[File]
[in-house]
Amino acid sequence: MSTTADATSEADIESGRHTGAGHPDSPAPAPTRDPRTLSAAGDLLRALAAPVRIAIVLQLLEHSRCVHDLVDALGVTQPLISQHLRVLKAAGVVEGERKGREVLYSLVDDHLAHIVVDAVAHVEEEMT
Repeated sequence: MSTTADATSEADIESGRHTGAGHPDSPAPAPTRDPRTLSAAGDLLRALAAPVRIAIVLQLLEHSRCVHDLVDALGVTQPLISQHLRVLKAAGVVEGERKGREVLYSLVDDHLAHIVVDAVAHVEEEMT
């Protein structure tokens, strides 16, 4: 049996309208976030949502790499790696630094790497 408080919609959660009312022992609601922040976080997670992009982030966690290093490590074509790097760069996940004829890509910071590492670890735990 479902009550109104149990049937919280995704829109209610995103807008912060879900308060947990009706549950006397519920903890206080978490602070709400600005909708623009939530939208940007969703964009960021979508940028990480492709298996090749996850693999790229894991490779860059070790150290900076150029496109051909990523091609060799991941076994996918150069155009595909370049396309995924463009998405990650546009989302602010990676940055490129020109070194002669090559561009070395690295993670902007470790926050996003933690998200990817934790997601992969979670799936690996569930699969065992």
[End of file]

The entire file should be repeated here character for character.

[in-house]
Amino acid sequence: MSTTADATSEADIESGRHTGAGHPDSPAPAPTRDPRTLSAAGDLLRALAAPVRIAIVLQLLEHSRCVHDLVDALGVTQPLISQHLRVLKAAGVVEGERKGREVLYSLVDDHLAHIVVDAVAHVEEEMT
Repeated sequence: MSTTADATSEADIESGRHTGAGHPDSPAPAPTRDPRTLSAAGDLLRALAAPVRIAIVLQLLEHSRCVHDLVDALGVTQPLISQHLRVLKAAGVVEGERKGREVLYSLVDDHLAHIVVDAVAHVEEEMT
């Protein structure tokens, strides 16, 4: 049996309208976030949502790499790696630094790497 408080919609959660009312022992609601922040976080997670992009982030966690290093490590074509790097760069996940004829890509910071590492670890735990 479902009550109104149990049937919280995704829109209610995103807008912060879900308060947990009706549950006397519920903890206080978490602070709400600005909708623009939530939208940007969703964009960021979508940028990480492709298996090749996850693999790229894991490779860059070790150290900076150029496109051909990523091609060799991941076994996918150069155009595909370049396309995924463009998405990650546009989302602010990676940055490129020109070194002669090559561009070395690295993670902007470790926050996003933690998200990817934790997601992969979670799936690996569930699969065992």